- Trend parameters
- Haemodynamic parameters
These are illustrated in figure 2 .
When ReadCOM acquires new data from the serial port it signals an event to indicate that there is new data available. The Data Object thread waits in an efficient loop for this event to become signalled before updating its parameter values. The ordinary parameters are erased at the next update but selected values for the trend grid are copied and kept in a separate structure for use by the Trend Display thread.
Following a valid thermodilution measurement haemodynamic data are transmitted from the device. Only the most recent measurement is transmitted but the program can save up to 5 sequential measurements. It uses the date and time of the measurement to detect new values with a resolution of one minute.
When the data object has been updated it signals a display event. The main display thread waits for this event to become signalled before updating the panel containing the ordinary parameter values such as heart rate, arterial pressure and cardiac output. The data object has member functions that return the integer/floating point parameters as strings suitable for display on the panel.
Trend Display Thread
The right hand panel of the main window is dedicated to display of the trend parameters: heart rate, arterial pressure, cardiac output, stroke volume and stroke volume variation. The display of each parameter can be toggled on and off with a menu option. The x-axis time scale can be selected from a menu option and scaling of the y-axis can also be toggled from a pop-up menu.
Following a thermodilution measurement the machine transmits the date and time of the measurement followed by values for bolus cardiac output, GEDV, ITBV, EVLW, Mtt, Dst, and a status value where 0 indicates a valid measurement. As the machine will transmit the most recent value only, the program maintains a separate record for a maximum of five measurements. A problem arises in the detection of new values as the time of measurement is recorded in minutes. If measurements are made with a frequency greater than one minute then the program will not detect new values. In practice it is rare for measurements to be made with a frequency greater than one minute as the thermal signal in the peripheral artery takes some time to stabilise after a bolus of cold solution.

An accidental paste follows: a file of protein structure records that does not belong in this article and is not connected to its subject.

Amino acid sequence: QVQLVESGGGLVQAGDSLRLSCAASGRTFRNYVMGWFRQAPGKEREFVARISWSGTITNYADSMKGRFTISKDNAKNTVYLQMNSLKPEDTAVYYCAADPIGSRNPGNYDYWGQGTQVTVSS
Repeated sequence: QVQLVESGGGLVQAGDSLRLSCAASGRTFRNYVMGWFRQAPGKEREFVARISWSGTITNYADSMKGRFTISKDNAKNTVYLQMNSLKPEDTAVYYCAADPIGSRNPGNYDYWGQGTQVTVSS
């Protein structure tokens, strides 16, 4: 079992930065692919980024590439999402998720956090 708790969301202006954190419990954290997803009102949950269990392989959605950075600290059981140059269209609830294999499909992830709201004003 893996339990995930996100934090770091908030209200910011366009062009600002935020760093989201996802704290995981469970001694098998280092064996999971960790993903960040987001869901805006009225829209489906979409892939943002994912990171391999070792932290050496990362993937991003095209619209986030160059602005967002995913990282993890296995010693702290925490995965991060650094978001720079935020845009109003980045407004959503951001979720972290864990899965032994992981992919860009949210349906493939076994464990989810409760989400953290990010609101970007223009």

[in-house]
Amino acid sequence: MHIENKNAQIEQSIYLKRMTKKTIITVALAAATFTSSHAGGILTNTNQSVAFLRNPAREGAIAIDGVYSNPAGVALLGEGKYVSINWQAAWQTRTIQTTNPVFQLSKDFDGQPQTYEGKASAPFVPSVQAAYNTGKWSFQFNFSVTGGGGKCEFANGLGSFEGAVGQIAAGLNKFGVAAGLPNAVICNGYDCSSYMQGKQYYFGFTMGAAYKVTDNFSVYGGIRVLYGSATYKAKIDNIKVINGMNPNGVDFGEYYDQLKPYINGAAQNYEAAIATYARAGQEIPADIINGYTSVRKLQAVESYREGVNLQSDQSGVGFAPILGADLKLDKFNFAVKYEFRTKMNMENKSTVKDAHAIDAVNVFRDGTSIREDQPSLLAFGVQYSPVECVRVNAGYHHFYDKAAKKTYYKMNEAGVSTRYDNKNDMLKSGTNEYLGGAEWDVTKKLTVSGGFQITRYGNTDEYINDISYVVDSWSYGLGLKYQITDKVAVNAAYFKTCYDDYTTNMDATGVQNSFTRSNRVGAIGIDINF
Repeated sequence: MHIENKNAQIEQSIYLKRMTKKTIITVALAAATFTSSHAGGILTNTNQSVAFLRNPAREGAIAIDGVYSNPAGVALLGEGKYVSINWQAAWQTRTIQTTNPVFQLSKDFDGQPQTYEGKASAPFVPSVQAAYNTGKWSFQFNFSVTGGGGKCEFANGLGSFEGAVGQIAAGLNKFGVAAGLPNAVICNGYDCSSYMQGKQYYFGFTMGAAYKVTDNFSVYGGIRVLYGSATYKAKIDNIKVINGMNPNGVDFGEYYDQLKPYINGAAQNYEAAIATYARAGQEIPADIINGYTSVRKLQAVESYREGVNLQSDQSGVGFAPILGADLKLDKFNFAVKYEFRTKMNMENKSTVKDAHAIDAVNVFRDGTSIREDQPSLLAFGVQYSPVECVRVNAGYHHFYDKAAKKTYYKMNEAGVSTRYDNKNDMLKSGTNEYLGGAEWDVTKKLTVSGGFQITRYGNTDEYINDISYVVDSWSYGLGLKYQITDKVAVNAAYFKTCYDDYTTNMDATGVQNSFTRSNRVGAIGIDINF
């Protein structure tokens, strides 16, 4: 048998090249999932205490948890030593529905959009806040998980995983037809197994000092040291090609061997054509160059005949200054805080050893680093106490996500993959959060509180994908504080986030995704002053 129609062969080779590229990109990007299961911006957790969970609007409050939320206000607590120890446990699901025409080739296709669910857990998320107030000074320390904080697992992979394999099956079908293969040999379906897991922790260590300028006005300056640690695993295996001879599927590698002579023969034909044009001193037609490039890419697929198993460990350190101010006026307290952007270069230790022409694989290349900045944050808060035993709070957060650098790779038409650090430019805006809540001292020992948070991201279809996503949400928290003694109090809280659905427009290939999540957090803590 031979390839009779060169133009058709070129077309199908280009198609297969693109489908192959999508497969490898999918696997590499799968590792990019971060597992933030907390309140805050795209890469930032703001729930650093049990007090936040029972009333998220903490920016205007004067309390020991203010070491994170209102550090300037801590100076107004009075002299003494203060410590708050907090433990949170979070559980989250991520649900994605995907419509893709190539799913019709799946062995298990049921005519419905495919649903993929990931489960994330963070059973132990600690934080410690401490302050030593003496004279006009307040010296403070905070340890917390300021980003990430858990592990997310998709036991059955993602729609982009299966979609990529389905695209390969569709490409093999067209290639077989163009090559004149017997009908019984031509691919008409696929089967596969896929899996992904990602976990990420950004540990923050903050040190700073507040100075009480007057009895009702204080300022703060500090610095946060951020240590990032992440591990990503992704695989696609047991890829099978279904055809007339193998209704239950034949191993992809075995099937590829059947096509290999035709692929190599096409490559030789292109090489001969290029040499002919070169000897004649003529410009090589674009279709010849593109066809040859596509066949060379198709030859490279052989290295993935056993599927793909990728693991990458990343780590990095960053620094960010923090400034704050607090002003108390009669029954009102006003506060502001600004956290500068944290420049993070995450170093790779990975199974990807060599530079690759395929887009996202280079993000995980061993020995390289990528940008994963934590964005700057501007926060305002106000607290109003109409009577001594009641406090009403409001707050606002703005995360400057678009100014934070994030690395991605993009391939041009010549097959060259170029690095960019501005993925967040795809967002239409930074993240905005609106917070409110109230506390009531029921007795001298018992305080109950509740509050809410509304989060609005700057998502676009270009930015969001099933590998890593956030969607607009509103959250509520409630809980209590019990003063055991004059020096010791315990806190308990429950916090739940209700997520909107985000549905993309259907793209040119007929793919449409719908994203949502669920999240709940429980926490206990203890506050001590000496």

The measurements are displayed in a table with the most recent at the bottom. Mean values for valid measurements are calculated and displayed in the bottom row. The user can toggle between absolute and indexed (corrected for body surface area) values. Individual measurements can be marked as invalid from a pop-up menu and excluded from the mean calculation.
File Writing Thread
The user has the option of saving the current values to a text file every 5, 12 or 60 seconds. When recording starts for the first time (or if a new patient record is started) they are prompted for a name and location for the text file using a standard Windows save file dialog box. Creation and execution of the file writing thread is controlled by a flag that is set when the user clicks <OK>. Clicking <Cancel> causes a dialog box to appear asking for confirmation that the user wants to continue without creating a file. The default file format is comma-separated value (*.csv) as this file type can be opened and read by Microsoft Excel.
If file writing is required then the thread executes. It opens the CSV file (by calling Append) then sets the time interval for save operations according to the status of the menu item. A one second timing event is generated by a timer component on the main form. The file write thread uses this event to increment a counter, keeping track of the number of writes performed. The current parameter values are retrieved by quering the data object and then a set of values is written as a single row with commas separating the individual parameters.
Upon termination, the thread closes the CSV file. If recording is restarted, a new thread is created that reopens the same CSV file. Values are appended and an entry is made in the file to indicate that recording was stopped. Using the Pause feature does not suspend the file write thread.
- Institute of Electrical and Electronic Engineering IEEE 1073
- 1073.3.1 (Transportation Profile)
- 1073.4.1 (Physical Layer)